First in a two-part series.
Our son Jonah, who was born with junctional epidermolysis bullosa in 2009, struggled to eat from the beginning. It was one of the main reasons he had to remain in the NICU after he was born.
Jonah finally ate just enough to go home, but each day, it became more and more of a struggle. Some days, his lack of eating was due to being on pain medication. Some days, it was due to pain. Some days, it was blistering on his tongue. Some days, it was congestion. If there was a reason not to eat, he had it.
I recall one day in particular he woke up with a huge — think golf ball-sized — blister on the back of his tiny tongue. He definitely couldn’t latch or suck a bottle. Honestly, I’m not even sure how he could breathe.
I struggled and prayed and cried. What could I do? Did I try to hold this baby down and stick a needle halfway down his throat and attempt to drain it? If I did, would I cut him? Would he aspirate on the fluid? If I didn’t, would he choke in his sleep?
I put him down for a nap that day and packed a bag for the hospital while he slept. I prayed the whole time. When he woke up, the blister had drained and he was able to eat just enough. Another close call.
Even when he did eat, he had horrible acid reflux. This is common for people with epidermolysis bullosa. Even with medication and thickening his formula, eating was excruciating for him. He would cry and fight, and often it would take him more than 45 minutes to drink a bottle. If he did manage to get some formula down, most times he would throw it up.
I remember crying on my hands and knees on my kitchen floor trying to scoop up his vomit to measure how much it was, to see if he had kept anything down. It got so bad that he vomited at the sight or smell of food, and even if he just felt anxious. He threw up almost every time we laid him back in his infant car seat. Also, at his first Wake Forest basketball game, which you can read about here, as I don’t want to talk about it.
By the grace of God and a bunch of calorie-boosting additives, Jonah stayed on his growth curve. If I go back now and look at the binder where I tracked every ounce and calorie, I’ll almost have a PTSD response.
Between his pain and aversion to food, Jonah began only “dream feeding” when he was half asleep. It was the only time I could get him to take a bottle.
Worst came to worst as Jonah approached 1 year old. He was napping, and therefore feeding, less and less. Anytime he got the least bit congested, he’d stop eating altogether.
Several times he was at the point of dehydration, and we had our bags packed to head to the hospital. One time, we actually ended up in the emergency room, and while there, he finally decided to drink a small bottle of Pedialyte and a few ounces of a bottle. Never mind that I had tried that and all the things at home before giving up and taking him in. He thought he was hilarious.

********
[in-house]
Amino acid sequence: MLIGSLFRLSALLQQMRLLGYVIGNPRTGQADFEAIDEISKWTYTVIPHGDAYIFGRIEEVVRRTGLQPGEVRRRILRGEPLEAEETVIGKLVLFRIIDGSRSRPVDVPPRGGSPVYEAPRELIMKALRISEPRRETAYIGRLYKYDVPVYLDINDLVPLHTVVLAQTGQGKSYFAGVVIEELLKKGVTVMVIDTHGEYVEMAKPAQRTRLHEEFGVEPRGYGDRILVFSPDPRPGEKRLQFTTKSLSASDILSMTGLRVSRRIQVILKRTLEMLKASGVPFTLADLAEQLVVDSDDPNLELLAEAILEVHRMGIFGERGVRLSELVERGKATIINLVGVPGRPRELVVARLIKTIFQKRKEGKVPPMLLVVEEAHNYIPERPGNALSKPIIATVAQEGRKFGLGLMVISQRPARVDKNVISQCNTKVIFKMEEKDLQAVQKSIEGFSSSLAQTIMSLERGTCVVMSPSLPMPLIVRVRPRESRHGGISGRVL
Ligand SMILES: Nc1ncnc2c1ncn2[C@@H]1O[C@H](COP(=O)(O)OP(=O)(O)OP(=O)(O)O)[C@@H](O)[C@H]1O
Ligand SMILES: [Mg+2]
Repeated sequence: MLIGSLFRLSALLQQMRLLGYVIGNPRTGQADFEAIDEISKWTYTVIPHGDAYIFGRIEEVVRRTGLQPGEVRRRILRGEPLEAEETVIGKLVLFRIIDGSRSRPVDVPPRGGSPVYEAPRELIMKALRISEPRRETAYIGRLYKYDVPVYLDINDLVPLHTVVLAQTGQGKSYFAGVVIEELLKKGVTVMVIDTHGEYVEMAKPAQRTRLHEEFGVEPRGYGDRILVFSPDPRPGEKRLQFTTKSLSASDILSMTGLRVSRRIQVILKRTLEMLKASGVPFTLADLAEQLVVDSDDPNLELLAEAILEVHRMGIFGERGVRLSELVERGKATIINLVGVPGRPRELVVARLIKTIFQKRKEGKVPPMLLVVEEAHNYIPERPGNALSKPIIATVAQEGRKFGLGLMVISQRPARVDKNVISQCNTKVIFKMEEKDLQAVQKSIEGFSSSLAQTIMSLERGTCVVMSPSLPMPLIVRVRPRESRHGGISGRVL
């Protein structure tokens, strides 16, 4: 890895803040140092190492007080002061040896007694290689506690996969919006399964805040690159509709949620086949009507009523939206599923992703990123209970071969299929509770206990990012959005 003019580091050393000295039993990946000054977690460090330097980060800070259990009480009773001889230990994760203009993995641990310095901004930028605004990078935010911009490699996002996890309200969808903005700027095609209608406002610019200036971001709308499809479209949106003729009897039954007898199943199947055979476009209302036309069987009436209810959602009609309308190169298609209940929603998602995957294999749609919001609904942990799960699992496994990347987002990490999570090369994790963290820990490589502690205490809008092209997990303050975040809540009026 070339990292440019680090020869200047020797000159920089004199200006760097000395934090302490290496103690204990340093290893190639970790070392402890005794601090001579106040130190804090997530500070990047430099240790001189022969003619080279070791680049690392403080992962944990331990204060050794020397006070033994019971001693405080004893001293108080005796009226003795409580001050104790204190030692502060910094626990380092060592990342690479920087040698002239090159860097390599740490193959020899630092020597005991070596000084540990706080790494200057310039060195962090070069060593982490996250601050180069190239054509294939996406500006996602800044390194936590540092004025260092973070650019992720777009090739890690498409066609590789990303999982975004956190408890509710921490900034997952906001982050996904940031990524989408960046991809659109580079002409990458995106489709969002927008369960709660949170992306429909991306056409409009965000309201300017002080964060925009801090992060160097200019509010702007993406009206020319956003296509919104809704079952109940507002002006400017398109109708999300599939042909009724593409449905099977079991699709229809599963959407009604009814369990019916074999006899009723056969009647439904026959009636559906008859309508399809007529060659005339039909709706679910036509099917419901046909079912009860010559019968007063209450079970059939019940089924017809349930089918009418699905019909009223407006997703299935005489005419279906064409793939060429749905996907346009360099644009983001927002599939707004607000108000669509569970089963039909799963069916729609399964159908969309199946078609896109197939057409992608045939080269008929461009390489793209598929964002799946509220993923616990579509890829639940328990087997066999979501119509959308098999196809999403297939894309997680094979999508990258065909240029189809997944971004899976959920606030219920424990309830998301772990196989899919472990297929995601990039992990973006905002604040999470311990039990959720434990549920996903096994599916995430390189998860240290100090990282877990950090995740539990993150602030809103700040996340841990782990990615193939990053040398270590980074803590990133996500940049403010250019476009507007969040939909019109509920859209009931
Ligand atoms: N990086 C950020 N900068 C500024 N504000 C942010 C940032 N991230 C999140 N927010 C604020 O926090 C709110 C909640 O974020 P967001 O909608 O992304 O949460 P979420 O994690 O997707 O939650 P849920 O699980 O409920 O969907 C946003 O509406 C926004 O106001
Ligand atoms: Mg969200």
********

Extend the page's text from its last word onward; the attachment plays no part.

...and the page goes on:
We both had enough. He was still on his growth curve and miraculously gaining weight, but every day was a battle. I was literally force-feeding him. He hated it, and I was losing my mind. Both of us often were in tears. We knew this was a struggle for many EB kids, and we knew that for us, it was time for a gastrostomy feeding tube, or G-tube.
To this day, the decision to get a G-tube may be the scariest decision we have ever had to make for Jonah. We knew he needed it, but because he wasn’t “failure to thrive,” it was considered elective.
I was “electing” to have my EB child, whose trachea and esophagus would blister with the least friction, intubated. I was “electing” to have him taken into the operating room. I was “electing” to have doctors and nurses who knew very little about EB touch him. I was “electing” to put him in danger to keep him safe. This was EB: choosing the lesser of two really bad options.
It was terrifying. But it was right.
Come back in two weeks for part two of this series, and I’ll tell you how and why. We don’t regret it, and neither does he. Not even a little.
Note: Epidermolysis Bullosa Today is strictly a news and information website about the disease. It does not provide medical advice, diagnosis, or treatment. This content is not intended to be a substitute for professional medical advice, diagnosis, or treatment. Always seek the advice of your physician or other qualified health provider with any questions you may have regarding a medical condition. Never disregard professional medical advice or delay in seeking it because of something you have read on this website. The opinions expressed in this column are not those of Epidermolysis Bullosa Today or its parent company, BioNews, and are intended to spark discussion about issues pertaining to epidermolysis bullosa.
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